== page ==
---- Then there’s the single currency. We’re often told the eurozone crisis, which brought turmoil to global markets during the summers of 2011 and 2012, is over.
That’s not true.
The euro remains an economic powder keg.
----If there were, the resulting financial turmoil and endless “emergency EU summitry” could easily influence UK voters. Another bout of euro-induced financial contagion would associate the EU with economic incompetence in voters’ minds, while reminding them once more of the grotesque extent to which the reach of “the European project” overextends its grasp.
If the eurozone crisis is solved, why has the European Central Bank just jacked-up its programme of quantitative easing, already over a year old, from €60bn to €80bn a month?
---- Although Britain has economic problems, we’re growing faster and creating far more jobs than our EU counterparts.

The eurozone economy, meanwhile, is “flying on one engine” and “fighting for altitude” according to a report last week from Standard and Poor’s. The ratings agency points to the impact on the euro of recent hints America’s Federal Reserve won’t be raising rates any time soon, causing the dollar to fall and making eurozone exports less competitive.

On top of that, a new official EU survey puts economic confidence across the region at a 13-month low – and that was based on research conducted before the latest terrorist atrocities.

Despite the relative strength of the UK economy, we simply don’t know what happens if Leave prevails. That’s because, having voted for Brexit, the UK then enters an “Article 50 negotiation” – named after the relevant EU Treaty clause.

---- On the latest figures, we buy £60bn a year more in goods and services from EU nations than we sell them, adding to our large trade deficit. Powerful French and German carmakers, along with Italian furniture manufacturers, would exert considerable political muscle to ensure free trade continues between the EU and a non-EU UK.
Consider, also, that if the UK chooses Brexit, voters in other EU nations – not least Finland, Sweden and Holland – could easily demand their own membership referenda. Such votes could take place during the UK’s Article 50 discussion.
My strong suspicion is that the EU would cave in to all manner of UK demands, in a bid to convince Britain to vote again to stay in and to prevent the broader EU project, as discontent spreads, from unravelling completely. Which brings us to another hot topic that barely gets any airplay – there could be two referenda.

Brexit Quote of the week.

Cameron: The gods too are fond of a joke.

With apologies to Aristotle

Solar  & Related Update.

With events happening fast in the development of solar power and graphene, I’ve added this new section. Updates as they get reported. Is converting sunlight to usable cheap AC or DC energy mankind’s future from the 21st century onwards? DC? A quantum computer next?

Graphene layer could allow solar cells to generate power when it rains

April 1, 2016
Solar energy is on the rise. Many technical advances have made solar cells quite efficient and affordable in recent years. A big disadvantage remains in the fact that solar cells produce no power when it's raining. This may change, however: In the journal Angewandte Chemie, Chinese researchers have now introduced a new approach for making an all-weather solar cell that is triggered by both sunlight and raindrops.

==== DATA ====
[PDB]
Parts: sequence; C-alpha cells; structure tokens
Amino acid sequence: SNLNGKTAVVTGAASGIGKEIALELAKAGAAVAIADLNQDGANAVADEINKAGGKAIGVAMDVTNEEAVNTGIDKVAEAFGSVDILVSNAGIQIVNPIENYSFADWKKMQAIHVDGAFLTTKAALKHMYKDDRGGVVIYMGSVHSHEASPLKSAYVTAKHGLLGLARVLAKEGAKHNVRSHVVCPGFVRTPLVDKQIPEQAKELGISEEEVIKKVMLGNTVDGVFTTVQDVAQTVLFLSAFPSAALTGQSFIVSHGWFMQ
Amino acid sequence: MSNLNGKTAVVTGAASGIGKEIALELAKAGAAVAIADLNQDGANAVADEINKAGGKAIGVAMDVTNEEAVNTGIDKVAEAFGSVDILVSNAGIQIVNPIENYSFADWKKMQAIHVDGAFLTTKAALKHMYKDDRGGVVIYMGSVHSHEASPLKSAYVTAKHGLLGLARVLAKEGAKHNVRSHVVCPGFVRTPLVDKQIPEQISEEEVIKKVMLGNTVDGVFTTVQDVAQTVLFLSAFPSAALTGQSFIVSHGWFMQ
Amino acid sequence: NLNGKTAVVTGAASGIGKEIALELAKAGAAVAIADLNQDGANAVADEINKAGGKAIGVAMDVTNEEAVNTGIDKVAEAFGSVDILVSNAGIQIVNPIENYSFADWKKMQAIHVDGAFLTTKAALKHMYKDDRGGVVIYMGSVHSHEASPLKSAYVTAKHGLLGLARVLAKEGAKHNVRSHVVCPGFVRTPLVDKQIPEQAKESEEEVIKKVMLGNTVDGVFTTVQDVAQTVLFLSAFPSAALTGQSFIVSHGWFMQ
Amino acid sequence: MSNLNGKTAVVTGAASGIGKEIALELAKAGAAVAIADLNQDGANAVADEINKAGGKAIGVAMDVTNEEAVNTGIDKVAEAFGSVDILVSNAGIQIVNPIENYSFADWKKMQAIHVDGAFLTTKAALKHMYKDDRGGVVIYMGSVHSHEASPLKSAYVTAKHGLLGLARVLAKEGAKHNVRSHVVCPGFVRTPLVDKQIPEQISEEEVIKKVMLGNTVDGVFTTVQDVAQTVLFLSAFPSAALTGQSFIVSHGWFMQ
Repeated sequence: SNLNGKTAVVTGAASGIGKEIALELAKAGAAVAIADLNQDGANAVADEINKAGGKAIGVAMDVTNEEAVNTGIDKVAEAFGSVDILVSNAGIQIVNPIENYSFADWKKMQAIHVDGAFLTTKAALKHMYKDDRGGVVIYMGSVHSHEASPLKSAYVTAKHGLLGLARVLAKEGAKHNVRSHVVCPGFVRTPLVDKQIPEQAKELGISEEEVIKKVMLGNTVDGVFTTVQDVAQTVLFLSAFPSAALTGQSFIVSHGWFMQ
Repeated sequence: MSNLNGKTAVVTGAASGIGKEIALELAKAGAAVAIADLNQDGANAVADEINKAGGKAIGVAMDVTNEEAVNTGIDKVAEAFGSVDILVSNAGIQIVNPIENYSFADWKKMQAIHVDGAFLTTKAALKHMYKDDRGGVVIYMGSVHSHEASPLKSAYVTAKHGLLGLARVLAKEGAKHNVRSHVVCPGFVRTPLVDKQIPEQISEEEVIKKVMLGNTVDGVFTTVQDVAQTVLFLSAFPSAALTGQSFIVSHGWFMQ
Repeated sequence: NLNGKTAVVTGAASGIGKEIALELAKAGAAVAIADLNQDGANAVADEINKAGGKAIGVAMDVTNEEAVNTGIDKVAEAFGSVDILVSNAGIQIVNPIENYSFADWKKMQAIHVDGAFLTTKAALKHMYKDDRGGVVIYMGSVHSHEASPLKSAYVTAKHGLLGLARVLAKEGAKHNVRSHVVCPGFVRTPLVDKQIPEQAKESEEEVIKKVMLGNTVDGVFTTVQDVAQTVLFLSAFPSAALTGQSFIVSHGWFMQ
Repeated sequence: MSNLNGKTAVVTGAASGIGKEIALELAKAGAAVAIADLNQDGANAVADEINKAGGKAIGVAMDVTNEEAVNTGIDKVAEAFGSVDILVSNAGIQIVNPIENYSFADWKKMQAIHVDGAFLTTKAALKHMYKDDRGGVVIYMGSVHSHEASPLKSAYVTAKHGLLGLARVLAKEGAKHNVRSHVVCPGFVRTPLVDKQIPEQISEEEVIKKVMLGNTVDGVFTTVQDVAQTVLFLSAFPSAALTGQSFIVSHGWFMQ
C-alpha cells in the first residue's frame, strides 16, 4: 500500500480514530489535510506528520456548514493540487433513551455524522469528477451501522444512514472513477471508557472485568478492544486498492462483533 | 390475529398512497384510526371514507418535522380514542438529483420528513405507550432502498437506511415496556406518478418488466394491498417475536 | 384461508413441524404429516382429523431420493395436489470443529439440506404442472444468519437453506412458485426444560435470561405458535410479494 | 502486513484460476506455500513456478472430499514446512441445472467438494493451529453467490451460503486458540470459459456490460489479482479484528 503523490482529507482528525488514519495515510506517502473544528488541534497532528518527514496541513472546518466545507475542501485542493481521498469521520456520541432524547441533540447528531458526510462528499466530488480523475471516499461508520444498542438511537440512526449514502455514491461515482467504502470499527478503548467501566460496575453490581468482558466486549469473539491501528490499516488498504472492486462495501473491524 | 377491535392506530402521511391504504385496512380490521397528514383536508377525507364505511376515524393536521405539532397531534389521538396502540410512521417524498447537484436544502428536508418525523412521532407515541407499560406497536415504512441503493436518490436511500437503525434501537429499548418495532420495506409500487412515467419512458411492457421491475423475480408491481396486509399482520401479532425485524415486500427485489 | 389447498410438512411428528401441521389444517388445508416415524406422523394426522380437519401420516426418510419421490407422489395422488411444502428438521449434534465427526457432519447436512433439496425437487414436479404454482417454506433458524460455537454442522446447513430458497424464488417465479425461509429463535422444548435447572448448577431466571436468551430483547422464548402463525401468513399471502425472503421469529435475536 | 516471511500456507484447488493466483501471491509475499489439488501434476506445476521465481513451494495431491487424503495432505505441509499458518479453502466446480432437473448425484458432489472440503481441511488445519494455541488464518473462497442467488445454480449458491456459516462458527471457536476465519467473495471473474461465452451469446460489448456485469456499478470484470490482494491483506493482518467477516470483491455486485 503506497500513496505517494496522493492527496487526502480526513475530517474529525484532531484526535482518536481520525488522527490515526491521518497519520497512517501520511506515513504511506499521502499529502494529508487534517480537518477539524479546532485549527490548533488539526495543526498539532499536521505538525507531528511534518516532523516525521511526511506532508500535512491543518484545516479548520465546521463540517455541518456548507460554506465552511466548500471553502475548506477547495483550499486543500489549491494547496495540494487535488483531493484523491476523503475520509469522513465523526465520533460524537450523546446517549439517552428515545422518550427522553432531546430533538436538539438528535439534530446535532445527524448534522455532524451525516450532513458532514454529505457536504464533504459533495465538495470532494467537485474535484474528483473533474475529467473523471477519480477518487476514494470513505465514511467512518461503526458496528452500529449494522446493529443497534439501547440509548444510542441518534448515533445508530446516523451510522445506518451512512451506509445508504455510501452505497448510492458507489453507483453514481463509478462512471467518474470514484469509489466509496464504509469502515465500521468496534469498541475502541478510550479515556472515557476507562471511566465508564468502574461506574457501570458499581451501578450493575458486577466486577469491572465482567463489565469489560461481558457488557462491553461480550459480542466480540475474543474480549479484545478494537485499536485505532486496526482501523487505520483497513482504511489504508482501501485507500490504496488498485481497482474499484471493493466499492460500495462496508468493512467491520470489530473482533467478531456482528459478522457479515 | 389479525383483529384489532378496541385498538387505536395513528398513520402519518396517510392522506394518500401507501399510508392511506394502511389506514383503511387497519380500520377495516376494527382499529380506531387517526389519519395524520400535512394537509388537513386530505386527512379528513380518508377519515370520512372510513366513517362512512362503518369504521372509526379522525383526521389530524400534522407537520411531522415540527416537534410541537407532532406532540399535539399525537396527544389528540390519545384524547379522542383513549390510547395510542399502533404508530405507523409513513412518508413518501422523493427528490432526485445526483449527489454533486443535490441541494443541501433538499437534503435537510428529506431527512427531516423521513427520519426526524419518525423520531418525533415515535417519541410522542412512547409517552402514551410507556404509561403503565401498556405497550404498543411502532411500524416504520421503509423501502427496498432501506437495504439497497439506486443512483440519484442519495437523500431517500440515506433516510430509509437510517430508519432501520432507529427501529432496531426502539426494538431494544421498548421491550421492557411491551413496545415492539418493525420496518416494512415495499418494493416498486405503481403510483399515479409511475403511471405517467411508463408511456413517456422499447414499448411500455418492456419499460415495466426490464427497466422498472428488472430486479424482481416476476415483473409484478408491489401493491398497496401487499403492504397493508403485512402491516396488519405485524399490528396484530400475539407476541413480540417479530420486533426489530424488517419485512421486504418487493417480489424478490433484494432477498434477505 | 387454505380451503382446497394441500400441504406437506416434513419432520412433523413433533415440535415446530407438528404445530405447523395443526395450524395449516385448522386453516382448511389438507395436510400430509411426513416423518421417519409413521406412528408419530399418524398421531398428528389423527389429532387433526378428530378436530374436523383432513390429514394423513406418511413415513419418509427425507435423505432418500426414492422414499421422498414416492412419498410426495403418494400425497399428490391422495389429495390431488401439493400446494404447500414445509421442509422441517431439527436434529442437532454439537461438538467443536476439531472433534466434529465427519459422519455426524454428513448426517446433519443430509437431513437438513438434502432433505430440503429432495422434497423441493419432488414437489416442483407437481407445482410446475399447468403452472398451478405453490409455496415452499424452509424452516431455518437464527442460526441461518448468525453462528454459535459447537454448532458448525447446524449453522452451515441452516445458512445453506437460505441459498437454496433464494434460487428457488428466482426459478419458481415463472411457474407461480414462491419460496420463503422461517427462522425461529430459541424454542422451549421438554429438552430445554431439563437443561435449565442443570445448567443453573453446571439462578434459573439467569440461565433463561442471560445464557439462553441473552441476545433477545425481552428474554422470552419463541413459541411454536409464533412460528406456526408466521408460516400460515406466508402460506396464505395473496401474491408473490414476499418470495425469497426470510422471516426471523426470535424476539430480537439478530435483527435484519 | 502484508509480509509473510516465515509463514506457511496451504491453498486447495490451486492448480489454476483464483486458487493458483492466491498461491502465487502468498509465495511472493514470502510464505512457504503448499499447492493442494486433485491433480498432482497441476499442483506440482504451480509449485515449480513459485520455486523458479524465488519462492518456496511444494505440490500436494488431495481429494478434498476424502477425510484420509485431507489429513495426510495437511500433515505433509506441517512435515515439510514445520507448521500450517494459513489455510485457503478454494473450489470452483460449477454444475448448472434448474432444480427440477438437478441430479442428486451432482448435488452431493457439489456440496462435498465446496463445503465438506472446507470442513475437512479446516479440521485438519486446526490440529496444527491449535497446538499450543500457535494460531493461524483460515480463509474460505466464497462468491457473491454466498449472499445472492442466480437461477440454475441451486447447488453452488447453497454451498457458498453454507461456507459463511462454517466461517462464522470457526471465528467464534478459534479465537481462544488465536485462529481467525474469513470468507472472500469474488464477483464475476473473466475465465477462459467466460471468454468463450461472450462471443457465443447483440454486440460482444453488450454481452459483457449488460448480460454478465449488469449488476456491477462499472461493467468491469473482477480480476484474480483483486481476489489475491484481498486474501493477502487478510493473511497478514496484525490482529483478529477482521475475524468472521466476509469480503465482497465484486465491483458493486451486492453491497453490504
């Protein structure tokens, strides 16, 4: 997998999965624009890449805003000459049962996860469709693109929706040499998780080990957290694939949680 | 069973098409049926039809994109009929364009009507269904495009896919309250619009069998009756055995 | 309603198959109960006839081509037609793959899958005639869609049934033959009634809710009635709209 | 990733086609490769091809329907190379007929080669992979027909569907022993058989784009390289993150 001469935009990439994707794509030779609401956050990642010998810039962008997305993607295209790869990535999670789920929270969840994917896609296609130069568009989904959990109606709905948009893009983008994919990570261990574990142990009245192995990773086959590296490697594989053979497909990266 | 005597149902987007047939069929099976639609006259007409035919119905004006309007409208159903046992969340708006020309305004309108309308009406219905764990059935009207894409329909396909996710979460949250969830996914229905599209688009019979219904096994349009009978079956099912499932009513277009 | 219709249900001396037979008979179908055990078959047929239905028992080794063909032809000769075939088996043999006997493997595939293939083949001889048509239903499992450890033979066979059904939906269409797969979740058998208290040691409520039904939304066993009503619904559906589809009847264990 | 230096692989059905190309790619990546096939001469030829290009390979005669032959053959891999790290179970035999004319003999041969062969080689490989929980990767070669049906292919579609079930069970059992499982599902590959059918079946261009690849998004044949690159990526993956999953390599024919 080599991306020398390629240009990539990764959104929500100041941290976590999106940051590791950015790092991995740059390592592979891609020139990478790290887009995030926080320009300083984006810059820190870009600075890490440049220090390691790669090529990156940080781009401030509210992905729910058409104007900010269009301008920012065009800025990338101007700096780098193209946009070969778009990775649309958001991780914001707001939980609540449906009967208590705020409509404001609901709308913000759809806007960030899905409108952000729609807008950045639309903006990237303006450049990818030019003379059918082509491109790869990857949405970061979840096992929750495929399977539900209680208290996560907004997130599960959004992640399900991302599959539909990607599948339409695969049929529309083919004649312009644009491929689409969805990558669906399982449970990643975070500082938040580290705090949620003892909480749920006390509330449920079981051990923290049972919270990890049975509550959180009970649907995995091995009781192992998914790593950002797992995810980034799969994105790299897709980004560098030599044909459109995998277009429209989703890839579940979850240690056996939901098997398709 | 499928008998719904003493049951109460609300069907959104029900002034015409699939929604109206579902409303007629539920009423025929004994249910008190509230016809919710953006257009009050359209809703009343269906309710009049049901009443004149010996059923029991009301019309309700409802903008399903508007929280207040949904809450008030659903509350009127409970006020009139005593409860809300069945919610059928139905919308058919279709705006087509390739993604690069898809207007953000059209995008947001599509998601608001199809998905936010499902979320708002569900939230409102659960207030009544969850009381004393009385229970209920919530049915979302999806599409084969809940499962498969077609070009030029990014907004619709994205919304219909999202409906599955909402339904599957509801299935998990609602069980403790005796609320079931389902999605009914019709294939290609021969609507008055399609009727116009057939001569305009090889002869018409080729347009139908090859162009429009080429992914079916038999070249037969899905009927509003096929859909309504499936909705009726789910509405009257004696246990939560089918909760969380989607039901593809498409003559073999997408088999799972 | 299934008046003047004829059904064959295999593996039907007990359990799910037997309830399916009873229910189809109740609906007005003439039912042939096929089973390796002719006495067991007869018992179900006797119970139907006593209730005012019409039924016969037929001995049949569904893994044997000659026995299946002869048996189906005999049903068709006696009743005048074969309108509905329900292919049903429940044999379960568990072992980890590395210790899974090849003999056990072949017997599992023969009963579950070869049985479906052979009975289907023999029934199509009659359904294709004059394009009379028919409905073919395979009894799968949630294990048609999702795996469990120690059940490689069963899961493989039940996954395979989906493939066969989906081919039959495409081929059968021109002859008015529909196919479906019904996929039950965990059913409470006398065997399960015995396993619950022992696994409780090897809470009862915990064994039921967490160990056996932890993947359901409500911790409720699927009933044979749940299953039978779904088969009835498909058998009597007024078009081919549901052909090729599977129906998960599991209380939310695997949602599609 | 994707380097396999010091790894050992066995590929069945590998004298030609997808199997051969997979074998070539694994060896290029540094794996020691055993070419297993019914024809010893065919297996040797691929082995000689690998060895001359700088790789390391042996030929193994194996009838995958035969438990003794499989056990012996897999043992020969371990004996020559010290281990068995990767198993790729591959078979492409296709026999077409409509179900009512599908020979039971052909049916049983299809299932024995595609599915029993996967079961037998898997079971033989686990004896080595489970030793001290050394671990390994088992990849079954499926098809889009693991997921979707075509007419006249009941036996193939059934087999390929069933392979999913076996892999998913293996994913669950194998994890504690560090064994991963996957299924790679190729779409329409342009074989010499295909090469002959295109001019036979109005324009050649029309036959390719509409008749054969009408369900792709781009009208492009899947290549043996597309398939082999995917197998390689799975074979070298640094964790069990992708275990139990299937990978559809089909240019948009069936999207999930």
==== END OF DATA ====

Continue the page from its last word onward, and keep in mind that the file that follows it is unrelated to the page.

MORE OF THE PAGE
For the conversion of solar energy to electricity, the team from the Ocean University of China (Qingdao) and Yunnan Normal University (Kunming, China) developed a highly efficient dye-sensitized solar cell. In order to allow rain to produce electricity as well, they coated this cell with a whisper-thin film of graphene.

Graphene is a two-dimensional form of carbon in which the atoms are bonded into a honeycomb arrangement. It can readily be prepared by the oxidation, exfoliation, and subsequent reduction of graphite. Graphene is characterized by its unusual electronic properties: It conducts electricity and is rich in electrons that can move freely across the entire layer (delocalized). In aqueous solution, graphene can bind positively charged ions with its electrons (Lewis acid-base interaction). This property is used in graphene-based processes to remove lead ions and organic dyes from solutions.

This phenomenon inspired researchers working with Qunwei Tang to use graphene electrodes to obtain power from the impact of raindrops. Raindrops are not pure water. They contain salts that dissociate into positive and negative ions. The positively charged ions, including sodium, calcium, and ammonium ions, can bind to the graphene surface. At the point of contact between the raindrop and the graphene, the water becomes enriched in positive ions and the graphene becomes enriched in delocalized electrons. This results in a double-layer made of electrons and positively charged ions, a feature known as a pseudocapacitor. The difference in potential associated with this phenomenon is sufficient to produce a voltage and current.

The monthly Coppock Indicators finished March

DJIA: 17685.09 -18 Down. NASDAQ:  4869.85 +33 Down. SP500: 2059.74 -22 Down.